Tim Hochberg wrote:

Norbert Nemec wrote:

unique1d is based on ediff1d, so it really calculates many differences and compares those to 0.0

This is inefficient, even though this is hidden by the general inefficiency of Python (It might be the reason for the two milliseconds, though)

What is more: subtraction works only for numbers, while the various proposed versions use only comparison which works for any data type (as long as it can be sorted)

My first question is: why? What's the attraction in returning a sorted answer here? Returning an unsorted array is potentially faster, depending on the algorithm chosen, and sorting after the fact is trivial. If one was going to spend extra complexity on something, I'd think it would be better spent on preserving the input order.

One issue is that uniquifying numpy arrays using Python dicts, while expected O(n) in terms of complexity, is really slow compared to sorting because of the overhead in getting the elements out of the numpy arrays and into Python objects. For the cases where sorting works (your caveat below is quite correct), it's really quite good for numpy arrays. OTOH, if one were to implement a hash table in C, that might potentially be faster and more robust, but that is spending a *large* amount of extra complexity.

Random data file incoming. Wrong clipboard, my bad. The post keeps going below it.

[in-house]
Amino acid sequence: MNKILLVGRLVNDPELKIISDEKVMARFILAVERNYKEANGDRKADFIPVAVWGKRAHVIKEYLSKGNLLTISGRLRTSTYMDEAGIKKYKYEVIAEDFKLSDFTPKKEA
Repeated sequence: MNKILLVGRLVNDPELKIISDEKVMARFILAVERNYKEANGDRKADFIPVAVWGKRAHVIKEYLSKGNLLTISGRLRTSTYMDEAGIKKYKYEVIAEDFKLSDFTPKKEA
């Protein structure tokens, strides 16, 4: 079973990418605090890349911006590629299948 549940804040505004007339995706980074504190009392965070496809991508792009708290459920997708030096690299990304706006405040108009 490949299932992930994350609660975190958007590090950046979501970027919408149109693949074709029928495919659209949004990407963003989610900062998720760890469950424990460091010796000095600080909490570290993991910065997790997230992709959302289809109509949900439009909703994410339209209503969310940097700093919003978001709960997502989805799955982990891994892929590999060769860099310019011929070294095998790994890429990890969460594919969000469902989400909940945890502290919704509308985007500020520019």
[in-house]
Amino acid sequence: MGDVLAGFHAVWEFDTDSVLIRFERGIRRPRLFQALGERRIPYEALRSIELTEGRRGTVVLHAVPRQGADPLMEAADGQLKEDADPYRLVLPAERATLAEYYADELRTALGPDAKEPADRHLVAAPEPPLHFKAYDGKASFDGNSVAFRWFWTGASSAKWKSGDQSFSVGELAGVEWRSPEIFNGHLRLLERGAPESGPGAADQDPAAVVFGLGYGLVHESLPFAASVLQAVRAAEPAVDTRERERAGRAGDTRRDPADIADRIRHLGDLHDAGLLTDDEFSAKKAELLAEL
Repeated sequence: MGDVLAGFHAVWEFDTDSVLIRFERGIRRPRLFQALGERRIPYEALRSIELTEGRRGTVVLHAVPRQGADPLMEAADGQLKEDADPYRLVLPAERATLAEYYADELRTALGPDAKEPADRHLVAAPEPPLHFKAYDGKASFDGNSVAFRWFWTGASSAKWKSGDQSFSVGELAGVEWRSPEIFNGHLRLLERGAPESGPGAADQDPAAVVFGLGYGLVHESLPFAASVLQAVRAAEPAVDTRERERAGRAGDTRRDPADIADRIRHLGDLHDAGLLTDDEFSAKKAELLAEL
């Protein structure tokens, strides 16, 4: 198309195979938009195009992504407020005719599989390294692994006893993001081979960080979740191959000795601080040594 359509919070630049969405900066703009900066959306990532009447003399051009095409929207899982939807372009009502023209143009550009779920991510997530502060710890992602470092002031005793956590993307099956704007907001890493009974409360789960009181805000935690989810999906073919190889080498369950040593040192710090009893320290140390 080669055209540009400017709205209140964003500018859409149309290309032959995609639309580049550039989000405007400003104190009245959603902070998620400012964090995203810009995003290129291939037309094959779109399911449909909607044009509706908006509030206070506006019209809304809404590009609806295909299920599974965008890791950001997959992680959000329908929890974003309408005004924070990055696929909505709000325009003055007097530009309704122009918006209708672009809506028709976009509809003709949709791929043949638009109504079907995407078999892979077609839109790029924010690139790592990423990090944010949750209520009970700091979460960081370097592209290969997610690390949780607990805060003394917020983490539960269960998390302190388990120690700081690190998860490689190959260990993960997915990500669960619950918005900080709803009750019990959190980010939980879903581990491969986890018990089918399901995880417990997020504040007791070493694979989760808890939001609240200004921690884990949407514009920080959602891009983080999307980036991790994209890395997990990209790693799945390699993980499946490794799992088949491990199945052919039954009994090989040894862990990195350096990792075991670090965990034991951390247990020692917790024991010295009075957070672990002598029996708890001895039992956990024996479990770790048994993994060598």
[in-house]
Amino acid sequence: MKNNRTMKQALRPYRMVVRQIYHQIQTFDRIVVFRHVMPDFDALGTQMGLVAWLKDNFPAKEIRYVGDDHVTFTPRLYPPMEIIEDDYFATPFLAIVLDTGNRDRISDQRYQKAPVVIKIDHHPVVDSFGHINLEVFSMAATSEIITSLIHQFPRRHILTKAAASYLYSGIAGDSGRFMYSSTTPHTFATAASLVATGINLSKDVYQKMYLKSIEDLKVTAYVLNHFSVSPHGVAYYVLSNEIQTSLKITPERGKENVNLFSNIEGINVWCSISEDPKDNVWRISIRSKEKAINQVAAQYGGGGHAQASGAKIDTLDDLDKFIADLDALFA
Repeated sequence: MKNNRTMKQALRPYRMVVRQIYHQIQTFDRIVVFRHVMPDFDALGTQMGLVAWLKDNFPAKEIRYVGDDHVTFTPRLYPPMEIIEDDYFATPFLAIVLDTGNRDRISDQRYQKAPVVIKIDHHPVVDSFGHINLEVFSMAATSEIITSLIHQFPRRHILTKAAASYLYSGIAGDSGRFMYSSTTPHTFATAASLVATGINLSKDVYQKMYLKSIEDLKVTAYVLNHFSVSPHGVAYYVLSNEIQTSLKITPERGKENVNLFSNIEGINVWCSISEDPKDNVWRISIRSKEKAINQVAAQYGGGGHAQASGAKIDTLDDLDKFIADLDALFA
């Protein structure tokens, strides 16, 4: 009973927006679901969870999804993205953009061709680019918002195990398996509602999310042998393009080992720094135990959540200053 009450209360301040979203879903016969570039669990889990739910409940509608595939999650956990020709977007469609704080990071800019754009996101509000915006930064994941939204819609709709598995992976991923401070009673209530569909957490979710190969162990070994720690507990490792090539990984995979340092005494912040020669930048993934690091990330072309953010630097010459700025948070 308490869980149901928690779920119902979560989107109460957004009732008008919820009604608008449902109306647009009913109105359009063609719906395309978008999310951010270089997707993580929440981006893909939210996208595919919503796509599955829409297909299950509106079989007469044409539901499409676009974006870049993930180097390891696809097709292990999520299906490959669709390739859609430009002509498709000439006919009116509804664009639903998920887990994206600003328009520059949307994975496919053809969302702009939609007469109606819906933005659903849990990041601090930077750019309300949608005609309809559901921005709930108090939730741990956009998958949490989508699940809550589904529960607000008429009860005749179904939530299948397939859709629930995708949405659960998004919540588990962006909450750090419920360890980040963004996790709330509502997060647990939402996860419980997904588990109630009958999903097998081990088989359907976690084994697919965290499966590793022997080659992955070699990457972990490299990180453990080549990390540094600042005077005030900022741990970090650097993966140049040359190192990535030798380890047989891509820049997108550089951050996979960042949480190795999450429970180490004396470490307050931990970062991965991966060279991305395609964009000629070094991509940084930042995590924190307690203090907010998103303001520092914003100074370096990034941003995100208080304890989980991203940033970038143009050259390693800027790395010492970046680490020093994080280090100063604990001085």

Second, some objects can be compared for equality and hashed, but not sorted (Python's complex number's come to mind). If one is going to worry about subtraction so as to keep things general, it makes sense to also avoid sorting as well Sasha's slick algorithm not withstanding.

-- Robert Kern "I have come to believe that the whole world is an enigma, a harmless enigma that is made terrible by our own mad attempt to interpret it as though it had an underlying truth." -- Umberto Eco